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NBC’S Olympic Viewership Blues

NBC’S Olympic Viewership Blues

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PYEONGCHANG, SOUTH KOREA (CelebrityAccess) – The PyeongChang Olympics have ended with a spectacular closing ceremony but viewership for this year’s Olympics on NBC was down 24% compared to Sochi from four years ago among viewers aged 18-49, the age demographic most coveted by advertisers.

NBC, however, contends that viewership in the demographic was actually down only 15% when including viewers from both NBC and NBC Sports Network, which is airing prime-time coverage of the Winter Games for the first time.)

Still, NBC, which is owned by Comcast (CCZ), expects to again make money off Pyeongchang in noting that its national ad sales are up from Sochi from $800 million to $920 million.

As well, the last three Games have been profitable for NBC, with the 2016 Rio Games setting a record Olympic profit of $250 million.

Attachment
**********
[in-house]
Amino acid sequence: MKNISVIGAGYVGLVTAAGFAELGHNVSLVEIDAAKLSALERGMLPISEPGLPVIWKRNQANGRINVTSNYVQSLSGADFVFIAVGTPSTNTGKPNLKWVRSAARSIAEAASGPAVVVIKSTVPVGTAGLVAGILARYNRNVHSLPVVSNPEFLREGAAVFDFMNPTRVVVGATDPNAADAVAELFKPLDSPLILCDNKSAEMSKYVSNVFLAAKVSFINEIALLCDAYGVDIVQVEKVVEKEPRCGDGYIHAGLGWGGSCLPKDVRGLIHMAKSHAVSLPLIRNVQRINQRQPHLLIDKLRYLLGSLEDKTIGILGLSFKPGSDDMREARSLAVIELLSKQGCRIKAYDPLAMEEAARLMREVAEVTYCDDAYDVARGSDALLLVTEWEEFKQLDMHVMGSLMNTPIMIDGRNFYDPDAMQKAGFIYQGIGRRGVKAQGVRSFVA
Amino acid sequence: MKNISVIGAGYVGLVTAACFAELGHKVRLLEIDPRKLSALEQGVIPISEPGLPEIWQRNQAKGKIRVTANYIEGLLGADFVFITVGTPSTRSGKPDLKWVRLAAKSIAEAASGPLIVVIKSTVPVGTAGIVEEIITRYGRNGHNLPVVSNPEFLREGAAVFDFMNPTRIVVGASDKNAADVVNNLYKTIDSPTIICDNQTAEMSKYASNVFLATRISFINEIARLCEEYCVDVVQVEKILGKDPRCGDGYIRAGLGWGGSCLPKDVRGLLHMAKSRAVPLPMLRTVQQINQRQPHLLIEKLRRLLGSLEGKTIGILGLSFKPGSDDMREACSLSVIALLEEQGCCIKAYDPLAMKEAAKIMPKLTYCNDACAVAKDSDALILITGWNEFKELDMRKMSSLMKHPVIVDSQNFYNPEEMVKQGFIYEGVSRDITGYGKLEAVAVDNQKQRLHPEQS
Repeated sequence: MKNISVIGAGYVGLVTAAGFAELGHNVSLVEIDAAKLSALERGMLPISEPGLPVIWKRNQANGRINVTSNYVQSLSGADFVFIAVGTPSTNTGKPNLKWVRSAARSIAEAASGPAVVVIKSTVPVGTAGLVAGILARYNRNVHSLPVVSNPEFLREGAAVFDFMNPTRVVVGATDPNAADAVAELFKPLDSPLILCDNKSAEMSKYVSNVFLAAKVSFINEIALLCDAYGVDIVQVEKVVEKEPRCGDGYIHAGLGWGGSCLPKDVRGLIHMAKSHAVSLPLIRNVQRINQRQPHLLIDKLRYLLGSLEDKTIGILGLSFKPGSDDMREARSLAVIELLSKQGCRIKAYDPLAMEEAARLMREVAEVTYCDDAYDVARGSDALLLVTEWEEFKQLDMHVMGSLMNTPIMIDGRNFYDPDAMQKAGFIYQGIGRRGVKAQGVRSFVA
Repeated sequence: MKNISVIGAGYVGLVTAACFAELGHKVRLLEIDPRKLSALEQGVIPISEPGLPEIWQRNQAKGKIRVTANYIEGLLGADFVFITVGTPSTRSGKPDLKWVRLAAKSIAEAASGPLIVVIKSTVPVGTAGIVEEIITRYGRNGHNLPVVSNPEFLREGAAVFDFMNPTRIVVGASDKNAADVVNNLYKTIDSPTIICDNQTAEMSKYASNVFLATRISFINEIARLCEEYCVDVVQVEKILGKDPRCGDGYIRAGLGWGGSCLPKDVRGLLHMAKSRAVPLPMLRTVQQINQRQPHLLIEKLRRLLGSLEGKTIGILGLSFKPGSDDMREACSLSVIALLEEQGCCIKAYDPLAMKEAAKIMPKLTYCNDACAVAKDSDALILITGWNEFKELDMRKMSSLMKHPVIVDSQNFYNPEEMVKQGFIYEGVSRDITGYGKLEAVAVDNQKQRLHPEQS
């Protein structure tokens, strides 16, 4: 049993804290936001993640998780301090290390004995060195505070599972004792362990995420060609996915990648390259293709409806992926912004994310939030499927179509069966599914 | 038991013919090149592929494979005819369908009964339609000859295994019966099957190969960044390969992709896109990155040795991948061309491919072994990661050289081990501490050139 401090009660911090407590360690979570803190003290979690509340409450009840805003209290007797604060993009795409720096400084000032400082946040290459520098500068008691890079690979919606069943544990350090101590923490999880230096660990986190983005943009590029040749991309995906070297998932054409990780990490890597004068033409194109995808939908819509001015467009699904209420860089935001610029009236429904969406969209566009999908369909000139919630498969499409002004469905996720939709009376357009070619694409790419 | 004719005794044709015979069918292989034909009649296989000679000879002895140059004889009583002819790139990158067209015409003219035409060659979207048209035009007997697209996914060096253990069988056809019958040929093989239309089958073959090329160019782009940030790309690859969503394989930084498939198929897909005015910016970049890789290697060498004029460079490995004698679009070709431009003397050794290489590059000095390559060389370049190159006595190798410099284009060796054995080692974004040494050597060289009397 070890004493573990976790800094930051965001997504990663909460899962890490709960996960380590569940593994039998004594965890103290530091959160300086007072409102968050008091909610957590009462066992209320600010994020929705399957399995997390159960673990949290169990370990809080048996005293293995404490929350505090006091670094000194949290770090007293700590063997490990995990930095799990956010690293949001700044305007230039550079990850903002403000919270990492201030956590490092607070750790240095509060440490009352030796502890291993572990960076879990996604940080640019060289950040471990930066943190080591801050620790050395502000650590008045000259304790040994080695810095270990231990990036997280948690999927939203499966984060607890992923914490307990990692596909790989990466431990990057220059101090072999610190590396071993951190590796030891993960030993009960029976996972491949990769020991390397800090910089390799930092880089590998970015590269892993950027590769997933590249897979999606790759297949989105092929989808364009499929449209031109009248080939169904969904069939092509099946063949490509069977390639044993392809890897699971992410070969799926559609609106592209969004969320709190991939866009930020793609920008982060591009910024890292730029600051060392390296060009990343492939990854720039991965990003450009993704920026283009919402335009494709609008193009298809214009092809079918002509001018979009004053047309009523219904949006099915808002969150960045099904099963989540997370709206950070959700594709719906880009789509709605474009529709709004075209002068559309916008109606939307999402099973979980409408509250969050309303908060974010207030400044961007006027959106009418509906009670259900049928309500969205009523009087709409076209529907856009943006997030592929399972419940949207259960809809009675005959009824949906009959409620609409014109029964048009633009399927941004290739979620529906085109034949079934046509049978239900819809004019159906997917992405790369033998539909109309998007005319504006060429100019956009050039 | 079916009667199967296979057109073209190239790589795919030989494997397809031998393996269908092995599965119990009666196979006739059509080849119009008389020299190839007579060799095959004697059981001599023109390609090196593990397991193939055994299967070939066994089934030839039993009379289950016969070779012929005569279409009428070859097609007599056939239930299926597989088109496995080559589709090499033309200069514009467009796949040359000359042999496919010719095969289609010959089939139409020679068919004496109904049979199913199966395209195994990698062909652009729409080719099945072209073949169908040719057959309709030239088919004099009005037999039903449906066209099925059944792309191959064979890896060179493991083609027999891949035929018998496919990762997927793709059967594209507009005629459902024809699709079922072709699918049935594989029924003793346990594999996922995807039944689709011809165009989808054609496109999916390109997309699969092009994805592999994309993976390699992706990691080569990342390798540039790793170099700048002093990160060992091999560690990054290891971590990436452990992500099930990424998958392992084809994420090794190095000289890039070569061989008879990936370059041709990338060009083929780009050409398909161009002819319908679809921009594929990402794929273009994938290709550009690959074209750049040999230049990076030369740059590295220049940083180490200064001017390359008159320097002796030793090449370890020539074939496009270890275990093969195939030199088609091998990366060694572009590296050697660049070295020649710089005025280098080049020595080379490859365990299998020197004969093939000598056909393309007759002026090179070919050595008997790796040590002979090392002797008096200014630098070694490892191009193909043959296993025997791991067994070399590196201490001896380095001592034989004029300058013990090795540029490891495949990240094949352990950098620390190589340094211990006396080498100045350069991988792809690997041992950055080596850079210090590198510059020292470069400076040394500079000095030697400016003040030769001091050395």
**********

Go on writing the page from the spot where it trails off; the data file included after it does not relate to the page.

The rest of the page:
Comcast Chairman and CEO Brian Roberts said in a CNBC interview that he would “absolutely” renew or extend NBC’s Olympics contract.

“Our long-term Olympic rights agreement is the best in all of media,” NBC Broadcasting and Sports Chairman Mark Lazarus said in a statement. “We are very bullish on our investment. The Olympics have demonstrated the ability to assemble massive and diverse audiences on everything from broadcast television to Snapchat, and are uniquely suited to thrive in today’s expanding media landscape.”

But, perhaps, the biggest question NBC faces isn’t Olympics profitability at this time, but the trend that sports’ ratings, in general, have been dropping as younger viewers continue to turn away from television, an issue that could impact subsequent Games.

This year’s poor ratings could curb profitability further down the line because advertising dollars, especially in today’s changing economic, climate, are not guaranteed, and are far less secure than retransmission fees NBC charges cable providers and local stations to air its content,

In 2011, NBC paid a total of $4.38 billion for the rights to the next four Olympics. Three years later it bought another six for $7.7 billion.

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